Over the last three weeks, I have been fortunate to eat at five of the best fine dining establishments in Northern California. Since there are many Californians here, I thought that I would take a minute to write up what I thought of the meals:
Ritz-Carlton Dining Room:
For years this was my favorite restaurant in San Francisco. The previous chef, Sylvan Portay, was a magician. He worked for years as sous chef to Alain Ducasse, and we were very lucky to have him in San Francisco.
The current state of food at the Ritz is not as good. We decided to have the salt and pepper tasting menu. This is known as the house specialty. As with so many "one ingredient" menus, the food had a tendency to be a bit jarring. The service was also overly present and took away from the dining experience. There are no particular dishes that I can suggest, as we had the menu. I should note that the Sommolier is still fantastic and that it is the one place in San Francisco that still has some bottles of Jacques Selosse Champagne in the cellar. The petit fours were also outstanding.
The first two chefs to preside over the stoves at Masa's were, in my opinion, the two finest chefs that San Francisco has seen in the last thirty years. Since the departure of Julian Serrano, the food at Masa's has been a bit spotty.
While the current offerings at Masa's are not what they were at their peak, they are as good as they have been since then. The current chef was a student of Serrano's, and then worked for several years at the French Laundry. Short's food is very elegant and simple. It is the opposite of what is found in many trendy restaurants nowadays. There is nothing that ruins the harmony of any of the dishes. I was absolutly thrilled to see that Masa's has returned to the elite restaurants in San Francisco.
I ordered the Tete de Cochon, the Wild Striped Bass and the Veal with Sweetbreads and recommend them all heartily. What I remeber about my wife's meal is that her shortribs were sublime.
I was not a fan of Danko's when he was at the Ritx-Carlton or when he was at Draegers. For the first year that he had his eponymous restaurant in San Francisco, I refused to go. I have been three times since then, and have enjoyed the food very much each time. My main complaint is that the bar is too central in the room and it makes for quite a noisy dining experience.
The most memorable dish that I had at Gary Danko was the Osetra Caviar service. It was phenomenal. The blinis were cooked so perfectly that they melted in your mouth. Obviously, the caviar was also excellent, but the blinis were otherworldly. They were the best I have ever eaten. Other standout dishes were the seafood risotto and the duck breast. The service was a bit spotty, but the Sommolier was excellent and the wines he directed us to were very nice.
Cyrus is the best restaurant in Northern California right now. This was our first visit, and we are already planning a weekend at the adjoining hotel with more meals at Cyrus. The dining room is run by the finest Maitre d'Hotel in Northern California. I believe that he is the finest in the United States. The young chef is excellent and opened Cyrus after working at many of the best restaurants in the area.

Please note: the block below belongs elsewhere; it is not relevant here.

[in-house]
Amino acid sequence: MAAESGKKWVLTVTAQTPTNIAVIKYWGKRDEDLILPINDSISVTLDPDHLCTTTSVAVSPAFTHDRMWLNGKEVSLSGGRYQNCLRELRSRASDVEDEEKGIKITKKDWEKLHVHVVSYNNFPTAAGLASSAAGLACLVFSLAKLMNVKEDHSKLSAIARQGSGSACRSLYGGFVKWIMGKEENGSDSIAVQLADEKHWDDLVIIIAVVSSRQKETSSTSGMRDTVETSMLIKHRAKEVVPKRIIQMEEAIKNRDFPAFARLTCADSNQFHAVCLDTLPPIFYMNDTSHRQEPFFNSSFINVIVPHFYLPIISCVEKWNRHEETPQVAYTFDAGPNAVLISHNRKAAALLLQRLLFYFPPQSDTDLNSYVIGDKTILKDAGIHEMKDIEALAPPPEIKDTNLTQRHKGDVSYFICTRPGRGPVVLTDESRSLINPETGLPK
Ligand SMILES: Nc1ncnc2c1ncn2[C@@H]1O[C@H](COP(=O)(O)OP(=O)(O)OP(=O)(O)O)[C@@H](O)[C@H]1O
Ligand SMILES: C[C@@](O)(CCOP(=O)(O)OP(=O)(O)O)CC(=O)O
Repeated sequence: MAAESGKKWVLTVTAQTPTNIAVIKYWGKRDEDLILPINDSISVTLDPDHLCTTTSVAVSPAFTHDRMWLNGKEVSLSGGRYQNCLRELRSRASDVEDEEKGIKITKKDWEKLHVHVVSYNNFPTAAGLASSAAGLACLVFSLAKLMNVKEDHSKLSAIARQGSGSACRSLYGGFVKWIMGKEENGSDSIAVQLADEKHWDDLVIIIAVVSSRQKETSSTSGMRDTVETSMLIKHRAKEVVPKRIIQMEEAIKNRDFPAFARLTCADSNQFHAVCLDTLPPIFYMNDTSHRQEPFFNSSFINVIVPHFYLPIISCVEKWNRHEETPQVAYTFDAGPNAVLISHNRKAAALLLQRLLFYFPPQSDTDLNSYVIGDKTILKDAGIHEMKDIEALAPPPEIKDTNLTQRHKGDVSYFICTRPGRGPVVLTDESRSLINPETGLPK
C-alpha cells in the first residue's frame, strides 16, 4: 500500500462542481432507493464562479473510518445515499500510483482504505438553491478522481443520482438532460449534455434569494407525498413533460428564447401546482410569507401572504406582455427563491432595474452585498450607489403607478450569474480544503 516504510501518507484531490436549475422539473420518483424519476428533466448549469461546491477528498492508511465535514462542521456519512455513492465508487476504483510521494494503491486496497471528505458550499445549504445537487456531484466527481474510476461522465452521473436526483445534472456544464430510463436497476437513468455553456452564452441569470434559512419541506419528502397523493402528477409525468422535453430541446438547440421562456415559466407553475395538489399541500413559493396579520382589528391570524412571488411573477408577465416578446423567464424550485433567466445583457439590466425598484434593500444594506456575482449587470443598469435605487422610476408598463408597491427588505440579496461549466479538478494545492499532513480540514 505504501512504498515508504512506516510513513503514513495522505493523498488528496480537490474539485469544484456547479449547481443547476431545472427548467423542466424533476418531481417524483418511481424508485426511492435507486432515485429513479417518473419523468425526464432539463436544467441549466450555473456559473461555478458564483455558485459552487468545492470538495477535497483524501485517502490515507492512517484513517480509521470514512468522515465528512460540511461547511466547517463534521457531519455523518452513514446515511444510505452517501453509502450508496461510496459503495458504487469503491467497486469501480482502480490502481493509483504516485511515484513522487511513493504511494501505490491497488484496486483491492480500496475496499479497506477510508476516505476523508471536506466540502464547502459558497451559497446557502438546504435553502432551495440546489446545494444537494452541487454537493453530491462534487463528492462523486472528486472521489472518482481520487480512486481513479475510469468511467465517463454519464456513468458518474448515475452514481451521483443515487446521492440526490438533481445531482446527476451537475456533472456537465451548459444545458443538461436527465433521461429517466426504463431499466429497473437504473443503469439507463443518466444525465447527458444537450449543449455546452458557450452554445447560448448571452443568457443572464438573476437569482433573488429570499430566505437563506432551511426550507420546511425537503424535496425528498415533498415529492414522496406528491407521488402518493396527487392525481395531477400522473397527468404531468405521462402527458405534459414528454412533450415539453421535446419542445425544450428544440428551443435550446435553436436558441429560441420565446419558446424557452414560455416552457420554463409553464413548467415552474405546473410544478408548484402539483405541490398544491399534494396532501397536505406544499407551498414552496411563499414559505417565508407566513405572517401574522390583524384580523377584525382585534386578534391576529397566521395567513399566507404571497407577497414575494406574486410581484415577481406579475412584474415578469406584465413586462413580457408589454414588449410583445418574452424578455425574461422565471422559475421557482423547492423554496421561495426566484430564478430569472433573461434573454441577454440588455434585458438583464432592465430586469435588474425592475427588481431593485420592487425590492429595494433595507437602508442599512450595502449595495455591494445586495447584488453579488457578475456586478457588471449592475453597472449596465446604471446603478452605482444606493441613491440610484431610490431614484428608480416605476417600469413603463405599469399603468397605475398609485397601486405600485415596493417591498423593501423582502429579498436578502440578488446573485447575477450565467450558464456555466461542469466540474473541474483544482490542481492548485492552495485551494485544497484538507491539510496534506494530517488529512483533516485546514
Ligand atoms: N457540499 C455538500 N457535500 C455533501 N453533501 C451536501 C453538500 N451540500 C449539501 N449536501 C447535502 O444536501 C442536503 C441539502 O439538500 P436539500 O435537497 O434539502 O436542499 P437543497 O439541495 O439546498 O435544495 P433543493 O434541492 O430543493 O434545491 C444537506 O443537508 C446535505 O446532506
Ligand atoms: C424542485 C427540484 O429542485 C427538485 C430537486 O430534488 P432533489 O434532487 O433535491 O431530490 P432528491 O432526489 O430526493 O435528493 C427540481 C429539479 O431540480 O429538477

We started out with the Caviar Tasting, which included a half of an oz of three different caviars werved with potato sticks. It was great although it did not rise to the level of the caviar service at Gary Danko. From there we ordered the nine course tasting menu. Everthing was perfectly prepared and delicious. The courses were small enough that nobody felt overstuffed after dinner. The deserts were not nearly as good as the rest of the food. I cannot say enough about this restaurant. It is nearly perfect.
I wish that we went to Michael Mina second or third instead of last. It is a shame that our gastronomic tour of the Bay Area had to end on such a down note. The restaurant is large and loud. The service is below average and the food is not very good.
The food at Michael Mina is pretentious. There is no debating this. Every dish comes with three preparations of the same ingredient, along with three ramekins of something related at the top of the plate. I think that there must have been a sale on the special three part plates with ramekin holders when they were opening the restaurant. The food is not bad, it is just not very tasty. The parts that are served in the ramekins are annoying as you simply cannot cut food in ramekins. The result is taking huge bites of these parts. I do have to say that the classic mussel souflee is pretty good. I would order it if I had to go back to Mina.
I want to note that the wine list is offensive to the extreme. We often like to drink Champagne with dinner. It always goes well with all sorts of food. At Mina the champagne list is populated with bottle after bottle of $1000+ wine. This is in comparison to the above (better) restaurants where therer are many excellent bottles in the 150-200 range. At Mina the Krug NV was one of the cheapest on the menu. At most fine restaurants around the globe that I have dined at, there is a lot of attention paid to the midlle priced wines. These are generally the best wines with food. At Mina it was all pretens and no substance. I was unimpressed.